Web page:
Supporters of the bill said qualified immunity protects “bad actors” in law enforcement
Published: June 17, 2020
By: Catherine Hunt, LSU Manship School News Service
BATON ROUGE, La. — A House committee rejected a bill Wednesday that would have prohibited police officers from receiving immunity in civil cases involving abuse allegations.
The bill by Rep. Edmond Jordan, D-Baton Rouge, aimed to address pushes for police reform after the death of George Floyd while in police custody in Minneapolis.
Members of the House Civil Law and Procedure Committee killed the bill in a 9-7 vote, mostly among party lines. All Democrats on the panel voted in favor of the bill, while most Republicans opposed it. Reps. Thomas Pressly, R-Shreveport, and Richard Nelson, R- Mandeville, voted alongside Democratic members.
Qualified immunity protects government officials from civil lawsuits that claim the official violated a plaintiff’s rights. Suits are only permitted if an official violated “clearly established” rights.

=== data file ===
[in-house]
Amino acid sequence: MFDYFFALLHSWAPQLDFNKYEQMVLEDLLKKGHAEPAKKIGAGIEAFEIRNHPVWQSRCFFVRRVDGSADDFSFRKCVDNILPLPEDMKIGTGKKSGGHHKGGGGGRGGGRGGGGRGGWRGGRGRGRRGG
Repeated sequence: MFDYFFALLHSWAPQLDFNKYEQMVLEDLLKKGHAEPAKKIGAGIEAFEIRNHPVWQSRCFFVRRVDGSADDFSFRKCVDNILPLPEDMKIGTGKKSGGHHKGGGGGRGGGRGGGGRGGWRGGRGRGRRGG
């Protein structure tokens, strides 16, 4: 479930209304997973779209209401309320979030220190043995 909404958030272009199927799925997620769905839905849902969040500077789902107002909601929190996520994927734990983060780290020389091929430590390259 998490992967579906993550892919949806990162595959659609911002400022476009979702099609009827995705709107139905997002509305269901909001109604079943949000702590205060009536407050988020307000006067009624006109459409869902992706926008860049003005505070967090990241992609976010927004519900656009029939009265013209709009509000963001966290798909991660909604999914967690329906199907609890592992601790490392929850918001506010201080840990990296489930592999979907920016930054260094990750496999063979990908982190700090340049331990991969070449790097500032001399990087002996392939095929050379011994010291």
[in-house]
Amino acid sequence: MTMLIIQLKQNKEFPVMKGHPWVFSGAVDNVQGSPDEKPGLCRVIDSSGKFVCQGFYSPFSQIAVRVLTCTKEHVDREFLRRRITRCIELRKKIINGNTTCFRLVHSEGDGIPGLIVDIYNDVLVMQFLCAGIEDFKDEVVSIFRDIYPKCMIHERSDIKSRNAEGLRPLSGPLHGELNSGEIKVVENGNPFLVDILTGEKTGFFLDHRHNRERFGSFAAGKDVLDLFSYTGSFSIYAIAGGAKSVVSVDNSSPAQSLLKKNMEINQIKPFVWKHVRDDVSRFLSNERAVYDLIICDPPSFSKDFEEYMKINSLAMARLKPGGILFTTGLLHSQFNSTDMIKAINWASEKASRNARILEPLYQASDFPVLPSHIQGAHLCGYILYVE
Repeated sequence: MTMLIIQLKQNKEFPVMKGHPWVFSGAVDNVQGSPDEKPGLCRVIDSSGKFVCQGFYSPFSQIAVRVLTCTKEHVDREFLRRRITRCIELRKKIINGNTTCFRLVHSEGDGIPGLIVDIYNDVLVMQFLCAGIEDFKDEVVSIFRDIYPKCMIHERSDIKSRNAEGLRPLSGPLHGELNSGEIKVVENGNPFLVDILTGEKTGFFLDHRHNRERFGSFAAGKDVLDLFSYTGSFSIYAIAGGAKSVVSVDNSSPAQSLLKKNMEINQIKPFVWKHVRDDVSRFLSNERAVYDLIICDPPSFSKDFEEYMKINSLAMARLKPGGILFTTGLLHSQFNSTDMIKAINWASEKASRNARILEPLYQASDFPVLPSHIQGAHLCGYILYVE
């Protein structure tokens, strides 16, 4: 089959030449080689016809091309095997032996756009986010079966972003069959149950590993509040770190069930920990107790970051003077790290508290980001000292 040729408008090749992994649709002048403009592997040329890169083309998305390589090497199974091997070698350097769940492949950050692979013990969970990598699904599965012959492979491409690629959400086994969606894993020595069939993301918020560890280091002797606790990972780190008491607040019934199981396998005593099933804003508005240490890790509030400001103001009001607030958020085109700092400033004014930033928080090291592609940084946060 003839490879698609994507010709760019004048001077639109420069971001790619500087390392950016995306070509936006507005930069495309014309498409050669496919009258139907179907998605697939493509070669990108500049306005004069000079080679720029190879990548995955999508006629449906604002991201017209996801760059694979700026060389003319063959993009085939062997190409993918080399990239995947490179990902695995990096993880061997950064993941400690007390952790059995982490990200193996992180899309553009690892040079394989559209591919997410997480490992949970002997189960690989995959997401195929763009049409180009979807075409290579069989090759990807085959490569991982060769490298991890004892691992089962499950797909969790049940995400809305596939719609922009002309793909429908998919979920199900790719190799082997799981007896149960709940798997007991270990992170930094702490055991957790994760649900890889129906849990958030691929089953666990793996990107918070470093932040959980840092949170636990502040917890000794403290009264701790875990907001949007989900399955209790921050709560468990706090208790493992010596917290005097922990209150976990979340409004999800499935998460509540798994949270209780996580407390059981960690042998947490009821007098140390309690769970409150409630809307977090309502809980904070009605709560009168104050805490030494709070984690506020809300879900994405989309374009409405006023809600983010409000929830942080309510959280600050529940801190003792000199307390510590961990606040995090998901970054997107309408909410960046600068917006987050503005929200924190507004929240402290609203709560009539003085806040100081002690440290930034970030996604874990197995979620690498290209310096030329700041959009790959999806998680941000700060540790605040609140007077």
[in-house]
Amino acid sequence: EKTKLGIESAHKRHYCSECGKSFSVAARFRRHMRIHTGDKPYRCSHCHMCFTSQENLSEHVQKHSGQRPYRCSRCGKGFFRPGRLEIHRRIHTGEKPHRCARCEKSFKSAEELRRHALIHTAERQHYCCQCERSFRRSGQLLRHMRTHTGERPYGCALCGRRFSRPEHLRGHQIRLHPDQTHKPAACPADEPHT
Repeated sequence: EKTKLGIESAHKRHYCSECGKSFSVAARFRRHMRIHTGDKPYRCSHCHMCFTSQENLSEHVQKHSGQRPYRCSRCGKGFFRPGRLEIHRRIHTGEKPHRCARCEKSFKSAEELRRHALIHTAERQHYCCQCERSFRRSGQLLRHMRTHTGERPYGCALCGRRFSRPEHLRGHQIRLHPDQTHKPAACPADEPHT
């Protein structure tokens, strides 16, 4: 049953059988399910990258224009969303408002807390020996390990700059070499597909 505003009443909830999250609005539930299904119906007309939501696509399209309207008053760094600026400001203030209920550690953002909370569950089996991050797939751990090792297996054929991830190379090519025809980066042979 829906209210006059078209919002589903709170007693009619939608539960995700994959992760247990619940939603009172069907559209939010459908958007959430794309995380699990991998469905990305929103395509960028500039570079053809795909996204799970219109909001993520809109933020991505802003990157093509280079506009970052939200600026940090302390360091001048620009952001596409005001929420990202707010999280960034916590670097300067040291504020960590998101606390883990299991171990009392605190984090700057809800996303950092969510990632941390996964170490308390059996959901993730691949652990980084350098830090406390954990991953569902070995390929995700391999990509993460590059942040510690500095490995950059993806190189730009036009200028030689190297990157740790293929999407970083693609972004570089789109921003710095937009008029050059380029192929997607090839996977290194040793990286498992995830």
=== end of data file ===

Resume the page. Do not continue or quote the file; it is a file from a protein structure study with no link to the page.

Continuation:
Qualified immunity has been debated at the federal level as Democrats and some Republicans in Congress have called for its end in the wake of Floyd’s death. Congress has debated repealing the doctrine, and the Supreme Court announced Monday that it had declined to hear.
U.S. Rep. Cedric Richmond,a Democrat who represents New Orleans and parts of Baton Rouge, wrote a letter to the state House committee urging members to support the bill.
“Many of you here have been upset that contact tracing or wearing a mask could violate your constitutional rights,” he said. “Isn’t the taking of a life a much more egregious violation?”
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